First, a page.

The book has much to recommend it. Krauss rightly stresses that Feynman always had his own way of looking at problems and his own way of solving them, and he notes that Feynman might have been able to contribute more had he not insisted on solving problems in his own way. Krauss’s presentation of a good deal of Feynman’s physics is insightful and should be accessible to nonphysicists. He is very good when narrating those parts of Feynman’s physics he has had contact with—QED, weak interactions and quantum computing—but less so when discussing areas more distant from his own researches. I believe that his presentation of Feynman’s explanation of the properties of liquid helium will leave the reader baffled.
I have other reservations as well. I do not believe that a book that is intended to convey the import and meaning of Feynman’s scientific contributions to the public at large, and in particular to inspire a new generation of young people to enter the scientific enterprise, should underpin its presentation by reinforcing the mythic element. Krauss attributes the origin of many of the great advances in theoretical physics during the second half of the 20th century to some work that Feynman did. Because his emphasis is on the individual, the role of the community is lost, and the importance of the contributions of other remarkable individuals gets minimized.
Thus in Krauss’s history of the postwar advances in QED, Freeman Dyson’s contributions, although lauded, are not fully appreciated, for it is made to appear that all Dyson did was re-derive Feynman’s approach from the more conventional formulation of QED. (Krauss refers to Dyson having “helped the rest of the world understand QED, while establishing Feynman’s methods as the ones that would ultimately root and grow.”) What Krauss does not convey is that Feynman’s formulation was based on a particulate conception of the basic entities. The antisymmetry of wave functions or propagators for electrons, and their symmetry for bosons (as in the case of liquid helium), had to be put in by hand. Nor is anything said about Feynman’s inability to incorporate spin into his path-integral formulation, or about the fact that, because of this, the propagator approach described in his epochal 1949 Physical Review papers is not based on his integral-over-paths. One of Dyson’s important contributions was to formulate Feynman’s approach and its all-important diagrammatic component as a field theory, with the statistics of the “particles” the theory describes incorporated ab initio by virtue of the commutation rules obeyed by the field operators. Another of Dyson’s contributions was to prove the renormalizability of the S-matrix that describes scattering processes in QED to all orders of perturbation theory, and to formulate the renormalizability criteria for quantum field theories. The importance of Feynman’s path-integral approach in gauge theories is a consequence of its generalization—by others—to field systems, its treatment of Fermionic fields as Grassman variables.
Reading Quantum Man, one gets the strong impression that every subsequent development in QED is a consequence of “Feynman’s QED.” However, contrary to what Krauss suggests, the seminal contributions of Gell-Mann and Francis Low when investigating the small-distance behavior of QED were not based on “Feynman’s QED,” but on advances—by Schwinger, John Ward, Gunnar Källen and others—that occurred between 1949 and 1954; these advances had deepened the meaning of renormalizability and had formulated QED in the Heisenberg representation. There is in fact no reference to Feynman in the paper by Gell-Mann and Low.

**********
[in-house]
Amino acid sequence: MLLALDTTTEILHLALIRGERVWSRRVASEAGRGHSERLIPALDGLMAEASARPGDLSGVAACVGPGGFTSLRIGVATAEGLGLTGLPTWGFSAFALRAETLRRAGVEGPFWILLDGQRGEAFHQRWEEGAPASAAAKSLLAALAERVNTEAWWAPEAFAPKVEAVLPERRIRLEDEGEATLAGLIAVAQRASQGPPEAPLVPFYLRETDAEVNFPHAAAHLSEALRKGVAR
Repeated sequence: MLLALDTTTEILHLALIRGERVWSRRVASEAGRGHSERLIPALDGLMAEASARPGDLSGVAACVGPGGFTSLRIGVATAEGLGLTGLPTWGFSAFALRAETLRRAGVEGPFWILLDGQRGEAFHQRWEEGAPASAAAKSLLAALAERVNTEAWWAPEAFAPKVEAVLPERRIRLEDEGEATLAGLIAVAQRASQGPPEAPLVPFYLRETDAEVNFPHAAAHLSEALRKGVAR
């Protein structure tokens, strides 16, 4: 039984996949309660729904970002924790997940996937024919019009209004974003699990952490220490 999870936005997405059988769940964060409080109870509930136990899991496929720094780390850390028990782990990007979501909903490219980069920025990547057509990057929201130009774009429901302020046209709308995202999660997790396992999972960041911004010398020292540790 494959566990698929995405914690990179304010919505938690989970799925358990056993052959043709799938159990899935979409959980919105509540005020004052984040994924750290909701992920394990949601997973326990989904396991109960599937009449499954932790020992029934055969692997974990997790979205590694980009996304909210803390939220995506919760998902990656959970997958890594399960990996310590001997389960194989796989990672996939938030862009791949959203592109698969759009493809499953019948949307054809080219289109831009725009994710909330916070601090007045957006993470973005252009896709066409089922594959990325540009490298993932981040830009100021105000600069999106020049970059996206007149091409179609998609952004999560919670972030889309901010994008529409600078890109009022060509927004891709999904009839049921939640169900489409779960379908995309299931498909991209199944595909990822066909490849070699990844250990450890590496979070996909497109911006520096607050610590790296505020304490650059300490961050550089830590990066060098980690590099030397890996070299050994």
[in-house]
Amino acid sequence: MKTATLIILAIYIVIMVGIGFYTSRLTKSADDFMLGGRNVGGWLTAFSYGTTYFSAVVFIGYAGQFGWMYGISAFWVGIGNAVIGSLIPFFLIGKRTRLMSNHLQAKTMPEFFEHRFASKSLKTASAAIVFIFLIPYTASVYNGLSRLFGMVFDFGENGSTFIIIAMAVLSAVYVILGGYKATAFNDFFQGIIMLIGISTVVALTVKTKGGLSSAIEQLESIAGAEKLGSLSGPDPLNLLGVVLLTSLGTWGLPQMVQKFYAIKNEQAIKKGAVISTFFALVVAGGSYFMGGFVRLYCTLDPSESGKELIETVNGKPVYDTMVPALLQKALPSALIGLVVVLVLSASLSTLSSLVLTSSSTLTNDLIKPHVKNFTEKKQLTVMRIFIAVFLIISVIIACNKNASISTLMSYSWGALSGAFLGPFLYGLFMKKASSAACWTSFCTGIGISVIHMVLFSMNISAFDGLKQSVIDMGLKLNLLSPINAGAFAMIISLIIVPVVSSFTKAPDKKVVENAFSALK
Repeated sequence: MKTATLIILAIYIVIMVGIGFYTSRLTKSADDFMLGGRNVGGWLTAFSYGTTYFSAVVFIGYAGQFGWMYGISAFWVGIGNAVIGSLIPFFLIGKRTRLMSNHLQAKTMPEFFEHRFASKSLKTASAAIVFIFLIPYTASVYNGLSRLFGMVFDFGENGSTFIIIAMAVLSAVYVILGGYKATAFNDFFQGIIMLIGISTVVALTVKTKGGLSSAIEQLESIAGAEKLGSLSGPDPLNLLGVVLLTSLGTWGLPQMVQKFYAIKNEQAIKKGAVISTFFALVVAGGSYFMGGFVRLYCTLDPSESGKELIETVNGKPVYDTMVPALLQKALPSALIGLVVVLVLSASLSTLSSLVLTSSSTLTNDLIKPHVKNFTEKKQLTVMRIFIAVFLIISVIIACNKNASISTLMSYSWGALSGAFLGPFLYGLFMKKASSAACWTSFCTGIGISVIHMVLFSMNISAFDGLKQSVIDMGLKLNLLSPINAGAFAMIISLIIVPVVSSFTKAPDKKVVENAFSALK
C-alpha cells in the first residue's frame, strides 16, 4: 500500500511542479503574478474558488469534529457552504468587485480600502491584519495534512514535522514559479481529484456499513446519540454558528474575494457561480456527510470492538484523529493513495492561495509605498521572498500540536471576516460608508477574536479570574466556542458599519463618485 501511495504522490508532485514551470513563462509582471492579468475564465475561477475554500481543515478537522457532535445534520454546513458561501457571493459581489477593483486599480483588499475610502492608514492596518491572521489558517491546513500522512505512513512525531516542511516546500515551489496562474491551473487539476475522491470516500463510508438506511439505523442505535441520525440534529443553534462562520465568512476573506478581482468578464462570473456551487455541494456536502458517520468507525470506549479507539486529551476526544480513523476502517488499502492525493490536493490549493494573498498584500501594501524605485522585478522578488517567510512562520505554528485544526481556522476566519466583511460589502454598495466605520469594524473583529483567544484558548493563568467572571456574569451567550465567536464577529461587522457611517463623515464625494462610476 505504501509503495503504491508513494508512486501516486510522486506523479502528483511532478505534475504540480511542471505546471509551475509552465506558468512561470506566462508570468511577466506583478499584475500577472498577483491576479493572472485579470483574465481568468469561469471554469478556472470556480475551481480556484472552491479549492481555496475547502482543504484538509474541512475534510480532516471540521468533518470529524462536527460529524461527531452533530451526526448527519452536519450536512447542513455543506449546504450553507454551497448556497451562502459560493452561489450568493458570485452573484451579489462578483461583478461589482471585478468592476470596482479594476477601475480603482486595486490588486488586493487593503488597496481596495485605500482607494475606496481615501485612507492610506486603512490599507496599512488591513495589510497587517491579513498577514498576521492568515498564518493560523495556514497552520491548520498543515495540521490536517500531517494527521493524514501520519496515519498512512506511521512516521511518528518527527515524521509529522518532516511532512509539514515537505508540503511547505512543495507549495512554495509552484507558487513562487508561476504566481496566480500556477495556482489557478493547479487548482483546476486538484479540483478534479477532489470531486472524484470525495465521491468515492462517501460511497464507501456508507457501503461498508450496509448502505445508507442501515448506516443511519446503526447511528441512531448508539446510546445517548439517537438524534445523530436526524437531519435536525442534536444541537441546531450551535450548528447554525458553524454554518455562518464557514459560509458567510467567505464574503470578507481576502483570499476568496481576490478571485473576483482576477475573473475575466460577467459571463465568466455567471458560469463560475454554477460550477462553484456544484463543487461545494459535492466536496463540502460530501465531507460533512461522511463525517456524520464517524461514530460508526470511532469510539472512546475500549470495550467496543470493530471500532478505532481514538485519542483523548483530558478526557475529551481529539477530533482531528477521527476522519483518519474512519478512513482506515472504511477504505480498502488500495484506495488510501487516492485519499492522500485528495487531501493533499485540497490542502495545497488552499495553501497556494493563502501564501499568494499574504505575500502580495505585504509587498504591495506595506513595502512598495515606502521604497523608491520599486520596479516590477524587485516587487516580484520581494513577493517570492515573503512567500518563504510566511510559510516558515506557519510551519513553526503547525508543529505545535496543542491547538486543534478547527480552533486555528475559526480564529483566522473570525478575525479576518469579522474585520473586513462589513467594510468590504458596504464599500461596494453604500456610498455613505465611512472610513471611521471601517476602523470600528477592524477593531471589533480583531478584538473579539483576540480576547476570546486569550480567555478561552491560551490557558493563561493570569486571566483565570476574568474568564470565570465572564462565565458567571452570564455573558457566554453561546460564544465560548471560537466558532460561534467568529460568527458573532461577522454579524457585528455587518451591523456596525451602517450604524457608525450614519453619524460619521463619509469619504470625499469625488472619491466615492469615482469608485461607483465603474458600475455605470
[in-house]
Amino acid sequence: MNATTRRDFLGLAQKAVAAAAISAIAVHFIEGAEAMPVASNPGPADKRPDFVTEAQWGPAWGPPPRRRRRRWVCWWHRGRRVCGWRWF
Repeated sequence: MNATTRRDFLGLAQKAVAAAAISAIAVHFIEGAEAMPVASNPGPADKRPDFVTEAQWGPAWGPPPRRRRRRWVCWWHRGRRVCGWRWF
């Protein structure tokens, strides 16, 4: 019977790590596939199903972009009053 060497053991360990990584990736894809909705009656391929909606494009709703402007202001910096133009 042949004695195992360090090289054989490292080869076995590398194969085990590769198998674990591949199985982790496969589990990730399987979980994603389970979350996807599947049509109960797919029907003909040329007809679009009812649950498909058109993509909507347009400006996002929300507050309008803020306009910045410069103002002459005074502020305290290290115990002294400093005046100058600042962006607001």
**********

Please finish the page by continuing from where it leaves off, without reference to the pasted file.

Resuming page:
There are other problems too. Krauss asserts incorrectly that Fermi got the Nobel Prize for his theory of beta decay. He states that the attraction for Feynman in beginning to work on quantum gravity in 1960 was that, as Feynman put it, “few of the best men are doing work in [the field]”; although Krauss does then acknowledge that Feynman’s remark “was probably somewhat of an overstatement,” he makes no mention of the work on the quantization of general relativity that Bryce de Witt, Schwinger, Richard Arnowitt, Stanley Deser, Charles Misner, John Wheeler and others had been doing since the mid-1950s. Nor was Feynman the first to consider gravitational interactions as mediated by the exchange of spin-2 massless quanta. Not until late in the book do we hear of the role that Chen Ning Yang and Robert Mills’s gauge theory (and Ryoyu Utiyama’s insights into gauge principles) played in Feynman’s approach. And absent is any talk about Peter W. Higgs and broken symmetry in gauge theories.
But what I find perhaps even more distressing is the absence of any discussion of the contexts that shaped and solidified Feynman’s approach to physics and its theories. Peter Galison’s highly informative and very insightful 1998 article, “Feynman’s War: Modelling Weapons, Modelling Nature,” links the modular theoretical culture of wartime Los Alamos to Feynman’s modular approach to theory. This is the kind of insight that I believe must be conveyed to the public at large in order for people to understand the workings of science and the growth of the knowledge its practitioners produce. Similarly, one would like to have a more detailed assessment of what is characteristic of Feynman’s Lectures on Physics.
Furthermore, perhaps in an attempt to humanize the “mythic hero,” Krauss periodically informs the reader of Feynman’s womanizing proclivities after the death of Arline, his first wife. It would have been more appropriate to put greater stress on how unusual a human being Feynman was in the way that he cared for the dying Arline when he was still a very young man, and to make the reader understand why this presumably highly rational human being wrote Arline a tear-drenched letter 16 months after her death, telling her of his love for her but not knowing where to send it.
If I have been critical of Krauss’s book, it is because my hopes for it were quite high. As Feynman wrote to the German editor of “Surely You’re Joking, Mr. Feynman!,” negative reviews are written “by people who expected more and were disappointed.”
Silvan S. Schweber is professor of physics and Richard Koret Professor in the History of Ideas, emeritus, at Brandeis University. He is the author of a number of books, including QED and the Men Who Made It (Princeton University Press, 1994) and Einstein and Oppenheimer: The Meaning of Genius (Harvard University Press, 2008).